OXFORD, England - I was thrilled to see Indy make the list of finalists being considered for Amazon’s second corporate headquarters (HQ2). Like many across the city, I began salivating at the prospect of 50,000 high-paying jobs and an influx of dynamic and diverse citizens. And I love what our shortlisting represents: Conviction among city and state leaders that we can run with the big dogs and vindication from one of the world’s most powerful companies that, yes, in this sense, we can.

But these bright prospects haven’t kept me from having a few worries, too. Pursuing a prize this big carries risks – for Indy, and for the other cities involved in the incentive-based competition that the HQ2 sweepstakes has ignited.

In a recent Wall Street Journal op-ed, urban studies scholar Richard Florida voices perhaps the most common concern. Florida takes issue with the lavish incentive packages cities have been offering Amazon – most in the hundreds of millions, if not billions, of dollars. There’s no good in offering “corporate welfare” to a wealthy company, he argues. Cities like Indy “should say no to this kind of reverse Robin Hood.”

Florida doesn’t address the fact that, if successful, Indy would be compensated with a significant new source of tax revenue – how much compensation, however, is precisely the question. If Indy offers a fortune and Amazon underwhelms, we have a problem.

This worry gets at the larger mechanics of what’s at stake in this inter-city incentive war and reveals the importance of distinguishing good competition from bad. Politicians often talk as if all competition is good, but the reality is different. It’s true that competition among cities is often highly beneficial; citizens’ and businesses’ ability to “vote with their feet” by moving encourages cities to provide the best services they can. It’s a great strength of America’s federal system that cities and states can engage in just this sort of constructive competition.

But not all competition takes this form. Economists have long recognized that when local governments compete for scarce capital, they risk running a race to the bottom. Each city is pressured by the others to up the ante – ensuring maximal benefits for the pursued company and minimal payback for the winning city.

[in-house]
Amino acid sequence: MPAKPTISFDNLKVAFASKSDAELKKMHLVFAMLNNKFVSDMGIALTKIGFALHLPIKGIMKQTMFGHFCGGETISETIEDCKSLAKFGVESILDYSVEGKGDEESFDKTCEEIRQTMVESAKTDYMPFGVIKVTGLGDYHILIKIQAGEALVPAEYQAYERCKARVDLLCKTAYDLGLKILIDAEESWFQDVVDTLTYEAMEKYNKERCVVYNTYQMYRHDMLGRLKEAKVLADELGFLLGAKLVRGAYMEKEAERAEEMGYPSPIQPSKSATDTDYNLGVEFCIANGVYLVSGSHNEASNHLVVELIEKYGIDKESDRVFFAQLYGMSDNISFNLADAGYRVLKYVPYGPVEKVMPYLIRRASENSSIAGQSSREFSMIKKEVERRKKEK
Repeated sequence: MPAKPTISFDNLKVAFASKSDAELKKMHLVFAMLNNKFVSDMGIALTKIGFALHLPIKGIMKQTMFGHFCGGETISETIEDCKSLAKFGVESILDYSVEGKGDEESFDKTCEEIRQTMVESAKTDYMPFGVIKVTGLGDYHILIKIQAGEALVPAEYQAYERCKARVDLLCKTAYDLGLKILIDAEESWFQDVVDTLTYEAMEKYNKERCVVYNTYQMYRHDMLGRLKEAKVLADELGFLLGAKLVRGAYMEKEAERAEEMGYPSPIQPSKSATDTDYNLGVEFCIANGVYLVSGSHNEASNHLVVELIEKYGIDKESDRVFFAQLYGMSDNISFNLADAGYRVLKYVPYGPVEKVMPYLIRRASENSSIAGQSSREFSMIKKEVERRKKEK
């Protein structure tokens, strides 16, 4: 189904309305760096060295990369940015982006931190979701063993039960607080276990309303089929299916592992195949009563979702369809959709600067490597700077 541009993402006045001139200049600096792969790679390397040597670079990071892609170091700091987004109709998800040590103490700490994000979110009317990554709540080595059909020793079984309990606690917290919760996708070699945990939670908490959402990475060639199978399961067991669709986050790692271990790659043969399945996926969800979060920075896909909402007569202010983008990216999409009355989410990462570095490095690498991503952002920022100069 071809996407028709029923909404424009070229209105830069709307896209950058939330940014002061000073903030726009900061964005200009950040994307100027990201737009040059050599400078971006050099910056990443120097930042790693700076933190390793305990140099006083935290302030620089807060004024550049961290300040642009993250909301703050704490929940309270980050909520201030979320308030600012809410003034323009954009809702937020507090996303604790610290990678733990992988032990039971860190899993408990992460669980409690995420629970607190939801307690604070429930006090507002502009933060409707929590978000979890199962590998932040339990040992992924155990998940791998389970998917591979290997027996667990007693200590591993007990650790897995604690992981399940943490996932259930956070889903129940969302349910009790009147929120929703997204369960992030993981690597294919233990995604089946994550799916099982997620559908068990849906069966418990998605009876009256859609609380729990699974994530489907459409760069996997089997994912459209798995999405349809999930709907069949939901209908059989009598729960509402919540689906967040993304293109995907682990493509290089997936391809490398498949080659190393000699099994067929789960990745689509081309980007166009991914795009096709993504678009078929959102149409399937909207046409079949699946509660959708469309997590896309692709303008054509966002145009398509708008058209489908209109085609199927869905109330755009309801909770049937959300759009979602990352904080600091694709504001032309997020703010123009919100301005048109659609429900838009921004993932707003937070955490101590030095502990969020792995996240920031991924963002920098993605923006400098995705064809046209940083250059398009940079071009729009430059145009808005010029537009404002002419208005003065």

In pursuing HQ2, Indy finds itself implicated in such a potentially damaging contest. Critics of Amazon’s competitive search process like Richard Florida say mayors should band together in a “mutual nonaggression pact” that limits the incentive packages offered. And, failing that, Indy should withdraw rather than suffer the indignity of being an expensively dressed guest at another city’s red carpet event.

I disagree. 

Entering inter-city incentive competitions won’t always be in our interest, but this opportunity is simply too big to pass up. Snagging HQ2 would transform Indy.

But while we should pursue Amazon, we must be clear-eyed about what we are doing. We shouldn’t get caught up in the frenzy of incentive-giving for its own sake, and we should be fiscally responsible about what we offer.

Most importantly, though, we must ensure our bid fits into a larger vision of what we want our city to become. Positioning Indy as an attractive option has already accelerated conversations about serious issues we need to address. We need better public transit. We need ambitious urban planning that invites the creative class while minimizing disruption to those who have called Indy home for decades. We need to carefully think how the addition of thousands of white-collar jobs could contribute to shared prosperity and growth that is truly inclusive.

So, the best way for Indy to pursue HQ2 is to use it as an opportunity to think seriously – and strategically – about our long-term future. That’s the only way we’ll be primed when Amazon – or the next big opportunity – comes knocking. ϖ

Jay Ruckelshaus is a Rhodes Scholar from Indianapolis and a graduate student in politics at the University of Oxford.